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Robot Soccer Challenge

Activity courtesy of Contributed by the GK-12 Program, Computational Neurobiology Center, College of Engineering, University of Missouri.
Note: This activity is part of a curricular unit on robotic design challenges.
Grade level: Grades 4-8
Time: 50 minutes

In this activity, students in grades 4 to 8  learn how two LEGO® MINDSTORMS® NXT intelligent bricks can be programmed so that one can remotely control the other. They examine how the programs and devices work in tandem, gaining skills as they play “robot soccer.”

Learning outcomes

After this activity, students should be able to:
  • Explain how two robots can be individually programmed to use Bluetooth technology to interact with each other.

Engineering connection

Programming two robots to send and receive messages from each other and act accordingly is a fairly involved task. Engineers designed Bluetooth Smart technology—a wireless communication system that supports this type of messaging—to perform tasks such as sending your heart rate stats to your smartphone. Before Bluetooth technology, engineers developed other means of remote communication using radio waves to control remote devices, such as radio-controlled vehicles. The Mars Rover is one example of how advanced remote communication technology and robots have become.

Software engineers play a key role in developing programs that enable remote communication to control the Mars Rover. Understanding how these programs works challenges students to think carefully about the logic used in a remote control program and strengthens their abilities to confront difficult tasks systematically.
International Technology and Engineering Educators Association
  • Standard 8. Students will develop an understanding of the attributes of design. (Grades K-12)
  • Standard 11. Students will develop abilities to apply the design process.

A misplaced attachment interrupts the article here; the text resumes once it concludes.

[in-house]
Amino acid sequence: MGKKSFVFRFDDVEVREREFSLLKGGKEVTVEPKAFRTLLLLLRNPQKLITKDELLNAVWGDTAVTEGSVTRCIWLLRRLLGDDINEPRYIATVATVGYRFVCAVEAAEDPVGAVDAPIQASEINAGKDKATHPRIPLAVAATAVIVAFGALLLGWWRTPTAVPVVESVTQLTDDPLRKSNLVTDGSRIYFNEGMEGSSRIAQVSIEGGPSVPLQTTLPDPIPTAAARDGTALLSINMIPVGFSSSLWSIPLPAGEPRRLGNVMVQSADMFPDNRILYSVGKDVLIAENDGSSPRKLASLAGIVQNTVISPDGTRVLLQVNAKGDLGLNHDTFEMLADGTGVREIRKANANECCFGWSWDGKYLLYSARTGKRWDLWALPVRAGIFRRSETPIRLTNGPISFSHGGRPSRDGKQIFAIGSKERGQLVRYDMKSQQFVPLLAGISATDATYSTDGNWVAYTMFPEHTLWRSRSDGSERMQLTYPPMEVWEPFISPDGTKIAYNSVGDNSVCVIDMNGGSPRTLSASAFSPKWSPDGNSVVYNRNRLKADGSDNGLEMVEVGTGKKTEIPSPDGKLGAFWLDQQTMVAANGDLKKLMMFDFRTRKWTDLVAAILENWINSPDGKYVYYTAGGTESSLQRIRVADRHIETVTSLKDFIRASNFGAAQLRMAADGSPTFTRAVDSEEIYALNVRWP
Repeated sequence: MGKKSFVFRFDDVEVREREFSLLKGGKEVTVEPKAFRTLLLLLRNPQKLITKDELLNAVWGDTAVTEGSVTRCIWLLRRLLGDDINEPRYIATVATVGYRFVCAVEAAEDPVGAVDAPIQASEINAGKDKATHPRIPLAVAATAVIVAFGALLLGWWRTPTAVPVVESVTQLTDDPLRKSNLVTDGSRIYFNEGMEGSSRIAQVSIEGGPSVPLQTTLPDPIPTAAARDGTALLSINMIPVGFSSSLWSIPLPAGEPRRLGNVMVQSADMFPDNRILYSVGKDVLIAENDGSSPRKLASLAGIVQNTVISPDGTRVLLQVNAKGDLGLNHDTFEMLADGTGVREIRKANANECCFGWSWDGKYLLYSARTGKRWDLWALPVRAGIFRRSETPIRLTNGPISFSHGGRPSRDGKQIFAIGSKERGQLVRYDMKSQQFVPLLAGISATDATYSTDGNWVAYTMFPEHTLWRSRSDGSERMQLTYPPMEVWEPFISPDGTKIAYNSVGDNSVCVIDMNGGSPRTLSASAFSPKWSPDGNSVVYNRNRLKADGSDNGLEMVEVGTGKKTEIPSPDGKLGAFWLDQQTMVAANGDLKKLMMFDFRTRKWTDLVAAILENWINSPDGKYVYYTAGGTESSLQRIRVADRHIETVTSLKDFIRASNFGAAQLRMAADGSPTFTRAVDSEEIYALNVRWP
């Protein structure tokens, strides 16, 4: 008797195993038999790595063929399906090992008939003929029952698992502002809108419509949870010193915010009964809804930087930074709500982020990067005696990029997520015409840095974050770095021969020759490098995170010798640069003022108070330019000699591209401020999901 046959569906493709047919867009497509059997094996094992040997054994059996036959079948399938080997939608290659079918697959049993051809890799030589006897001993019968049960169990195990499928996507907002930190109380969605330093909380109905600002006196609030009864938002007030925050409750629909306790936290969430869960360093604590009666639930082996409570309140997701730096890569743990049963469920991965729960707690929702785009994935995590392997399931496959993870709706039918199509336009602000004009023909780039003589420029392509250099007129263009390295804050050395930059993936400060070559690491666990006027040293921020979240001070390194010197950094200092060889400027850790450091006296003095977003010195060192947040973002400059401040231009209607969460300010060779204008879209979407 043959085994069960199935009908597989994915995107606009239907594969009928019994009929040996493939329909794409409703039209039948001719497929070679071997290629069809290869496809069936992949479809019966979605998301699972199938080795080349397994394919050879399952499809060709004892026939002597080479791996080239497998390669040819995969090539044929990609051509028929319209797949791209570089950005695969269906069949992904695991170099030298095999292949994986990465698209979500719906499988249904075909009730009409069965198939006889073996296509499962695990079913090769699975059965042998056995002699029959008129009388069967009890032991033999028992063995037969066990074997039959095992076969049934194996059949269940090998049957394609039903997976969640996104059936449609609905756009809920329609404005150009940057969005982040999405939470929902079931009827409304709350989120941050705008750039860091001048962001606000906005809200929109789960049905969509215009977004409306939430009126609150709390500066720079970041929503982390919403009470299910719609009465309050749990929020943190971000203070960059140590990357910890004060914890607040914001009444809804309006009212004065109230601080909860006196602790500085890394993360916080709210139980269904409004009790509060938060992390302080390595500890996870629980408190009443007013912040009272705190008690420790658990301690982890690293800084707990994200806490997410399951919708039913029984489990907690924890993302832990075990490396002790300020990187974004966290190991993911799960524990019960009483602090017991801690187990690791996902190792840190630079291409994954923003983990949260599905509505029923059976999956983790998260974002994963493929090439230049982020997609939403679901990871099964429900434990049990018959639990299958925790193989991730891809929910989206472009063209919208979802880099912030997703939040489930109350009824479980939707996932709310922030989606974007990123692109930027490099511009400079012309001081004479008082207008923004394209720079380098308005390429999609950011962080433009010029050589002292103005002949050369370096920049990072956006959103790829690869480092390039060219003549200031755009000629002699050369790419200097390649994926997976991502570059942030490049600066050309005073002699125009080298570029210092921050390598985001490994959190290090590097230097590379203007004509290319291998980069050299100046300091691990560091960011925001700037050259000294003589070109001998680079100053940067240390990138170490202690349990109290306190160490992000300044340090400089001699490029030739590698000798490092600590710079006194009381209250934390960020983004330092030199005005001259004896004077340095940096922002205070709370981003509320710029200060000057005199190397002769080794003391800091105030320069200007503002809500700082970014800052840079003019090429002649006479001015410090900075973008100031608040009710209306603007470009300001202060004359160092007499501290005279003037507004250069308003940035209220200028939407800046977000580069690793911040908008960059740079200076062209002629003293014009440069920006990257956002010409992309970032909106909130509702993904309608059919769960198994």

• Standard 17. Students will develop an understanding of and be able to select and use information and communication technologies.
  • Standard 1. Students will develop an understanding of the characteristics and scope of technology.
  • Standard 3. Students will develop an understanding of the relationships among technologies and the connections between technology and other fields of study.

Next Generation Science Standards

  • Define a simple design problem reflecting a need or a want that includes specified criteria for success and constraints on materials, time, or cost. (Grades 3 – 5)
  • Generate and compare multiple possible solutions to a problem based on how well each is likely to meet the criteria and constraints of the problem. (Grades 3 – 5)
  • Plan and carry out fair tests in which variables are controlled and failure points are considered to identify aspects of a model or prototype that can be improved. (Grades 3 – 5)
  • Define the criteria and constraints of a design problem with sufficient precision to ensure a successful solution, taking into account relevant scientific principles and potential impacts on people and the natural environment that may limit possible solutions. (Grades 6 – 8)
  • Evaluate competing design solutions using a systematic process to determine how well they meet the criteria and constraints of the problem. (Grades 6 – 8)
  • Analyze data from tests to determine similarities and differences among several design solutions to identify the best characteristics of each that can be combined into a new solution to better meet the criteria for success. (Grades 6 – 8)
  • Develop a model to generate data for iterative testing and modification of a proposed object, tool, or process such that an optimal design can be achieved. (Grades 6 – 8)


For each group:
  • LEGO MINDSTORMS NXT robot and software, available for $376 as the LEGO MINDSTORMS Education NXT Base Set and Software Pack, part #5003404 (includes programmable NXT intelligent brick; 3 interactive servo motors; sound, light, ultrasonic and 2 touch sensors; and many other components and instructions). Available at LEGO Education for the software, single licenses and site licenses are available from LEGO Education; site licenses may make more sense for schools with high use.
  • A second NXT intelligent brick, to serve as the remote control device
  • Computer with the LEGO MINDSTORMS Education NXT Software 2.1 installed
  • Controller.rbt and Receiver.rbt programs, installed on the computer
  • Robot Soccer Challenge Pre-Quiz, one per student
  • Robot Soccer Challenge Post-Quiz, one per student
To share with the entire class:
  • Robot Soccer Challenge Presentation, Microsoft® PowerPoint® file
  • Computer with Internet connection and projector, to show the presentation and a short online video
  • Measuring tape or ruler, to measure miniature soccer fields
  • Black electrical tape, to create miniature soccer playing field(s) on the floor